[Haskell-cafe] the case of the 100-fold program speedup

Seth Gordon sethg at ropine.com
Tue Nov 14 16:06:31 EST 2006

One of Alan Perlis's "Epigrams in Programming" is "A language that
doesn't affect the way you think about programming, is not worth
knowing".  I recently had an experience that demonstrated this principle.

I had to write some code that took a polygon (encoded in WKT, a standard
format for geographic information exchange), computed its intersection
with several rectangles, and then compute the centroid of each one of
these intersections.  No problem, I thought.  People who know more than
me about this geometry stuff have written an open-source library, OGR,
which has functions for parsing WKT, computing intersections, computing
centroids, and computing all sorts of other things.  And there are
Python bindings for OGR so I don't have to wrestle with C++ to solve my
problem.  So I wrote a Python program that used OGR to crunch the
numbers, ran it through the data set we needed to process, and...it took
over sixteen hours to run.  Since we want to have this program process
this data set with every build of our software, adding sixteen hours to
our build time was not a pleasant thought.

Then I thought about some of the things I'd read about optimization of
functional programming languages, and said, "Hey!  The algorithm for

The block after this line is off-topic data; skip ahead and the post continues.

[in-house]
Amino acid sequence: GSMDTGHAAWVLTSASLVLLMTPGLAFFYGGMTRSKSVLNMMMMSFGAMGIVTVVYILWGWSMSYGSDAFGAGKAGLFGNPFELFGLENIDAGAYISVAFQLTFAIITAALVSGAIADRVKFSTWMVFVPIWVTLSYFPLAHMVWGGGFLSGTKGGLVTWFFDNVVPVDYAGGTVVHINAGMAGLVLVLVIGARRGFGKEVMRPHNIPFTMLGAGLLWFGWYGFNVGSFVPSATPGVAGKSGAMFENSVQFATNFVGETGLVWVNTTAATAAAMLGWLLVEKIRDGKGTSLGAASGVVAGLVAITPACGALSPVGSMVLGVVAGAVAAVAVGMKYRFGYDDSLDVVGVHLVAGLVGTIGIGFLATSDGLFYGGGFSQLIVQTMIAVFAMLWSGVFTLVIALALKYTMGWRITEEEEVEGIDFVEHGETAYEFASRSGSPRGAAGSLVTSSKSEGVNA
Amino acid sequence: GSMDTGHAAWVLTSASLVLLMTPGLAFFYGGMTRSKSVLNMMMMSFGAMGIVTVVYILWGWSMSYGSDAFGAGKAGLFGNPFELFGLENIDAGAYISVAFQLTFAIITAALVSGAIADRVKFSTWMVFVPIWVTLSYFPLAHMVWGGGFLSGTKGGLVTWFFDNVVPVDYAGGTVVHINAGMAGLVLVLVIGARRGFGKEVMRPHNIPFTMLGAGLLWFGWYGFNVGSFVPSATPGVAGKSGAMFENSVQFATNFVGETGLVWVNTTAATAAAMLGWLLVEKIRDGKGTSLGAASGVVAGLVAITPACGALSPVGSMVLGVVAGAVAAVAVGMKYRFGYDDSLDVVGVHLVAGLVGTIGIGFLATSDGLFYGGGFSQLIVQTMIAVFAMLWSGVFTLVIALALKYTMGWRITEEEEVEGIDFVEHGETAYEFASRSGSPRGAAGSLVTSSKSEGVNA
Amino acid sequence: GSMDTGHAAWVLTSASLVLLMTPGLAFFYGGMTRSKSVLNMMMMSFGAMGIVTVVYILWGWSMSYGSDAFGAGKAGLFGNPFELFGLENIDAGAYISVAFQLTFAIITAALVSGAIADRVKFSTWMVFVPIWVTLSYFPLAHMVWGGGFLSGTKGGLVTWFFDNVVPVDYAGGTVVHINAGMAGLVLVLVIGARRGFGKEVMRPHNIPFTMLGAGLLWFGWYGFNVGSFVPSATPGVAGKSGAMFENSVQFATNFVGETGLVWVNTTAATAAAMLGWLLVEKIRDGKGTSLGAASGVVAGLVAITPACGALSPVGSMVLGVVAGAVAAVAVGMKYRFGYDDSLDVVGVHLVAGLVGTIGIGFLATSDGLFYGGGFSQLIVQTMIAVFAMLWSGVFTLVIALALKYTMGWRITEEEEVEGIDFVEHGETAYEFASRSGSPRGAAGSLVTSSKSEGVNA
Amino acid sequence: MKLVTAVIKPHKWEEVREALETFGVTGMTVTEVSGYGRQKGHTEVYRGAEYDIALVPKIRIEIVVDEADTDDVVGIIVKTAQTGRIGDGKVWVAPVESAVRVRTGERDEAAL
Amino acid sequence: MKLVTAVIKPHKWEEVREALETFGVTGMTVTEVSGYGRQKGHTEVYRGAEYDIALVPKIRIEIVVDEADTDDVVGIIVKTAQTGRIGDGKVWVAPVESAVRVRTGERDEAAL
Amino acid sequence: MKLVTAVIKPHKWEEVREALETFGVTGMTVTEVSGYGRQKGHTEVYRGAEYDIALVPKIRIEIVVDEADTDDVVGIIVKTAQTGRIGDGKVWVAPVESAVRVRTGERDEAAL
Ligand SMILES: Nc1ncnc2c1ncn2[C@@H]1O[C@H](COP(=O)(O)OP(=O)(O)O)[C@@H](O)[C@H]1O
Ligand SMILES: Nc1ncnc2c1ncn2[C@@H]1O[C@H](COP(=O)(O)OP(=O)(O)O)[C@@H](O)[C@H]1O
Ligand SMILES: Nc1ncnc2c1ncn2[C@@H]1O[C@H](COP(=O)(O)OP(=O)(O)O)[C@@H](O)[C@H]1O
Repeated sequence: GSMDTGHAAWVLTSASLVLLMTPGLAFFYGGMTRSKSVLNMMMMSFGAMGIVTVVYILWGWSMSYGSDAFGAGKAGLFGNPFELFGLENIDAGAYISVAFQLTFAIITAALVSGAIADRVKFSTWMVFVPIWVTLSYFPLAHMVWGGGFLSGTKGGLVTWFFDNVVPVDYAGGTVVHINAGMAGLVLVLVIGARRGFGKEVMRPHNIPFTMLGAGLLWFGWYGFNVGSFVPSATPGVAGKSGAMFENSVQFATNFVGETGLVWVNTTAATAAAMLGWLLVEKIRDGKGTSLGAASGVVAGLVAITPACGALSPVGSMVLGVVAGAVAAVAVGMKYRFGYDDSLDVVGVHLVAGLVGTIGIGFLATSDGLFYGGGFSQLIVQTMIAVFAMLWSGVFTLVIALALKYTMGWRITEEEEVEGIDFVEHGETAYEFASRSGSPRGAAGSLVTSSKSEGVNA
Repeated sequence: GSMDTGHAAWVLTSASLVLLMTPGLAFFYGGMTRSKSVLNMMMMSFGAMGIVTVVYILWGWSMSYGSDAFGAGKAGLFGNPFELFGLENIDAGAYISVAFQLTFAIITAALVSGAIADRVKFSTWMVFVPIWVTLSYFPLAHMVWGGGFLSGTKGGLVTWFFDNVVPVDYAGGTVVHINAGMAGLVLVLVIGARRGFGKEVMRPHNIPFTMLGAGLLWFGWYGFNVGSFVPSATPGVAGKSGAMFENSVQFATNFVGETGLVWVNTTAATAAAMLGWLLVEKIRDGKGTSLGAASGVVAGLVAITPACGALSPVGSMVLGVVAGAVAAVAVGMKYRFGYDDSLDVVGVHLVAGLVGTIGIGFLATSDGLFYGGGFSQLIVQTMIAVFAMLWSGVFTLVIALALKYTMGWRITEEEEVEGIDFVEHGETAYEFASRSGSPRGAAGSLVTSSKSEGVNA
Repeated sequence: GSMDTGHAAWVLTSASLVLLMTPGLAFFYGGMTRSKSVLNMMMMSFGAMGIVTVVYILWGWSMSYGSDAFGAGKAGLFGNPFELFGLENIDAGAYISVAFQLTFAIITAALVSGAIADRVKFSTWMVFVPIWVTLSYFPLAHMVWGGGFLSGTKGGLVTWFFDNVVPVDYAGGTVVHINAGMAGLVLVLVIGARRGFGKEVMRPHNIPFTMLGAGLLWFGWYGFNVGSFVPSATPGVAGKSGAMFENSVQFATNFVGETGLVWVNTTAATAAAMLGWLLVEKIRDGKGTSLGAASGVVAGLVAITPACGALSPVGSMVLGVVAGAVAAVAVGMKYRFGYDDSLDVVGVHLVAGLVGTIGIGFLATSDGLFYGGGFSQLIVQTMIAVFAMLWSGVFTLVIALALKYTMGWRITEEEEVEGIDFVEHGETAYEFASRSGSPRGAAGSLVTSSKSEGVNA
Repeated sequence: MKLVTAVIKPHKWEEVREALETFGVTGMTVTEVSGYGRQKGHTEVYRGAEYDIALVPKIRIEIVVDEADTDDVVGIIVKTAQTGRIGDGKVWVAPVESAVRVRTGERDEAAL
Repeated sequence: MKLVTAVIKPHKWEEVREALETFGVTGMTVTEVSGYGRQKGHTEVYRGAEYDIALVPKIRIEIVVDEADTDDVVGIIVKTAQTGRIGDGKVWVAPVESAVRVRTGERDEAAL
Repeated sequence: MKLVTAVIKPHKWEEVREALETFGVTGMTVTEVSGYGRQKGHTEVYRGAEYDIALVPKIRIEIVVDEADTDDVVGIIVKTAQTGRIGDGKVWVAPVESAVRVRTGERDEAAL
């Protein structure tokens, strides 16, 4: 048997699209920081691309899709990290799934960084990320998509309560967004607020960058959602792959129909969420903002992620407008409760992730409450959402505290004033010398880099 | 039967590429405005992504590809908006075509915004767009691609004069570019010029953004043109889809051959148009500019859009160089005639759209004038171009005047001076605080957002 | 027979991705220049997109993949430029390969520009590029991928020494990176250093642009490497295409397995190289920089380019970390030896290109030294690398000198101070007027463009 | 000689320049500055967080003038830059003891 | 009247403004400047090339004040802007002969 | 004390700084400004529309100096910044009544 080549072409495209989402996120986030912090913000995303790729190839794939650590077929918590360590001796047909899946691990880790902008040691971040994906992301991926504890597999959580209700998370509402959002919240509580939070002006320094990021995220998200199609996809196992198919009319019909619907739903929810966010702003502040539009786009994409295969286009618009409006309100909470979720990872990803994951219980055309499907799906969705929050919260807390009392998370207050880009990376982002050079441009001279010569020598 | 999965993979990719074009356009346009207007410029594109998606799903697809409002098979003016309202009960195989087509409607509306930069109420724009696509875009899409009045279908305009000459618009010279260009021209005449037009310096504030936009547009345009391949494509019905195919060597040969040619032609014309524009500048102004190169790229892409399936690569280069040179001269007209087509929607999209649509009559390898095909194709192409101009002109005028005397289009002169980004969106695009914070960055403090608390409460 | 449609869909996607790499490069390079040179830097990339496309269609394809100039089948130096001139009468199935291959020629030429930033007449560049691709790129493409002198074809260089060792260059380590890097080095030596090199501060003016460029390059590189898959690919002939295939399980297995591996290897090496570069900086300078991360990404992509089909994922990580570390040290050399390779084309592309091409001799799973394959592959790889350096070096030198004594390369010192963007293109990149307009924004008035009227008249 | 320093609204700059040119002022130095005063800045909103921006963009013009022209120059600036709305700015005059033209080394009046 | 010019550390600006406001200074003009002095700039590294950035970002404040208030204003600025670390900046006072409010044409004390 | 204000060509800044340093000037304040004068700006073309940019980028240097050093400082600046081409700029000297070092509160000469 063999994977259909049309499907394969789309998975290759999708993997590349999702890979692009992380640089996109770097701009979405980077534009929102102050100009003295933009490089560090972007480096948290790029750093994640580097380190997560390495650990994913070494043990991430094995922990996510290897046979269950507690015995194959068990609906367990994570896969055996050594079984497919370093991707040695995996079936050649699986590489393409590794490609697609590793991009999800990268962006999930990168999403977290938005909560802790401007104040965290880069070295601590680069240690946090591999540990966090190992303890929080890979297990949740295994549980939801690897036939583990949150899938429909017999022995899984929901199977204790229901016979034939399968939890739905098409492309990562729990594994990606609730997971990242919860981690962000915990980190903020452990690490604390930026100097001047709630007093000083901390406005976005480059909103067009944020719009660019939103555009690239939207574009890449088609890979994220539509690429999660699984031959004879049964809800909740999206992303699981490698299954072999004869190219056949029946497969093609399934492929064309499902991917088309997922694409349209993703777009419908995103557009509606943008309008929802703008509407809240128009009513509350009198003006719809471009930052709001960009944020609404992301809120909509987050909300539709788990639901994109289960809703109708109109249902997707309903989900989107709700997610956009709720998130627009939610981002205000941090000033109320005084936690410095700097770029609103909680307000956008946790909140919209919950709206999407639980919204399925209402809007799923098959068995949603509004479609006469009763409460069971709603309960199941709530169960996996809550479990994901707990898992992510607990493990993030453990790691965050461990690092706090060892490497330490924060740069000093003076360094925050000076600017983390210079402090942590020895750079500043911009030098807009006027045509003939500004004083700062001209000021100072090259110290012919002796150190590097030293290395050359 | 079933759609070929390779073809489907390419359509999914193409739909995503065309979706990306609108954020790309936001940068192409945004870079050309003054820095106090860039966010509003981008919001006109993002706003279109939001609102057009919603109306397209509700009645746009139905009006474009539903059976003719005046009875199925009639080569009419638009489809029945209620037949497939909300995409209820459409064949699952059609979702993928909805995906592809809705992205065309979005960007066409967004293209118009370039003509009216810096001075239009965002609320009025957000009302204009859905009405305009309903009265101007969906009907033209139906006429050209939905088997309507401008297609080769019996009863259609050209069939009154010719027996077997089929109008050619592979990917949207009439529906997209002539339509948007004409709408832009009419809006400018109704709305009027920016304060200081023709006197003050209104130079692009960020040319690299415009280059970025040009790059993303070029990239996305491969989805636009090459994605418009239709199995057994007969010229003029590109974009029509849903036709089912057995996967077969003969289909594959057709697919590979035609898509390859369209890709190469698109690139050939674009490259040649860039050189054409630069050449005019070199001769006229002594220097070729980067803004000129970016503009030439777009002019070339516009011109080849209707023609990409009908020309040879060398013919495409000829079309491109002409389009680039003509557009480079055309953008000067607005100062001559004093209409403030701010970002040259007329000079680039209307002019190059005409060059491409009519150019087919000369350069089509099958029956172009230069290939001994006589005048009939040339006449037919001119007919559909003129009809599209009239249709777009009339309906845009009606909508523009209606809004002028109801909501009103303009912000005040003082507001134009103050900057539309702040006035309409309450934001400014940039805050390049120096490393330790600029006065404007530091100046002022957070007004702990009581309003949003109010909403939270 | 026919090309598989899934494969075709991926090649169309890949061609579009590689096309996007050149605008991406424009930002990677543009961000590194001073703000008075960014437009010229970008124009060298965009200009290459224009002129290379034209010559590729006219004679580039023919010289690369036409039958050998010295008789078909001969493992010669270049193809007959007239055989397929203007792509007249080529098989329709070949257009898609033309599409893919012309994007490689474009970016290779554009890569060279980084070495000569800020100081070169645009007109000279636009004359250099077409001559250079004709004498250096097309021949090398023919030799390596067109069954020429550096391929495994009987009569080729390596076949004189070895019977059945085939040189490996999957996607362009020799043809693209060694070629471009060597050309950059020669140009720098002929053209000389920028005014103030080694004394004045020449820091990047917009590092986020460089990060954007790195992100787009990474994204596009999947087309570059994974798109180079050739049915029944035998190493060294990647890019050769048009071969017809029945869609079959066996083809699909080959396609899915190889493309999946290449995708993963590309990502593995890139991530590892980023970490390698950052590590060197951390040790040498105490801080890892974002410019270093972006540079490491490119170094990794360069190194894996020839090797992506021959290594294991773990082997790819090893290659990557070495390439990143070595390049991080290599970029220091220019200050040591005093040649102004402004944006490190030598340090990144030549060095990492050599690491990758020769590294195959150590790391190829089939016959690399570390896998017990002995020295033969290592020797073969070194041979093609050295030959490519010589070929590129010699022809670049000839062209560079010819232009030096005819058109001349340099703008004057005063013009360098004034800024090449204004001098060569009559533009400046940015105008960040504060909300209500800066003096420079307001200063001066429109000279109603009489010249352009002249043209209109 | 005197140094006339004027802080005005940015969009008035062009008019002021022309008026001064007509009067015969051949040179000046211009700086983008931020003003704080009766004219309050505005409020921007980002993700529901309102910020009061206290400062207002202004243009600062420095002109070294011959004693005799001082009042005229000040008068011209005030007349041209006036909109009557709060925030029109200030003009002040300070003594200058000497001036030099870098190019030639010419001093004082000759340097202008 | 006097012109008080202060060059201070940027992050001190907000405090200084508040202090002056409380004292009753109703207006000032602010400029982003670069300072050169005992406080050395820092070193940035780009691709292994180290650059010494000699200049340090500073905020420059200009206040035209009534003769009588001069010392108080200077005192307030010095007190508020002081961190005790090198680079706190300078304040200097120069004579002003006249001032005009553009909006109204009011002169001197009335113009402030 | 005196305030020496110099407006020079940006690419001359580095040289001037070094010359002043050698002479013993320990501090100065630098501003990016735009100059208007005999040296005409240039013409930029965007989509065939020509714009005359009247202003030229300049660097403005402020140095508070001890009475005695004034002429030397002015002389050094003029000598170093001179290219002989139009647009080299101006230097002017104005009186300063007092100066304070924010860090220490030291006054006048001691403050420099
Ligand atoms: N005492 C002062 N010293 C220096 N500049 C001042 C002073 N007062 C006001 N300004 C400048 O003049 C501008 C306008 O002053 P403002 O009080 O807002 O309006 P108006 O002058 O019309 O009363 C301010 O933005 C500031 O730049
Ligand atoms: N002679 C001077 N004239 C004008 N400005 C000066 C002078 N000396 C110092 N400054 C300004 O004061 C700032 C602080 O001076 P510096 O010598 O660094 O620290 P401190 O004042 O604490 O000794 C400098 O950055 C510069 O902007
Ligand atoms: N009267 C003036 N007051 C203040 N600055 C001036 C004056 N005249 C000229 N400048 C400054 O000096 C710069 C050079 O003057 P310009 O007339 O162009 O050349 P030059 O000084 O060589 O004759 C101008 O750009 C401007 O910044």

clipping the polygon to the rectangle is producing a sequence of
vertices, and the algorithm for computing the centroid is consuming a
sequence of vertices.  I can do some deforestation here!"

It took me a week to figure out the right algorithm for combining these
two procedures and write some almost-working code that implemented it.
It took a co-worker of mine another few days to find the bugs that had
eluded me.  But after the program worked for my test cases, I ran it
again on the full data set...and it took ten minutes.

In other words, I sped up the code by two orders of magnitude.  And I
didn't even have to drop into C++ to do the number-crunching; I used OGR
to parse the WKT strings and to look up the coordinates of each vertex
of the polygon, but the algorithm itself was implemented in Python.


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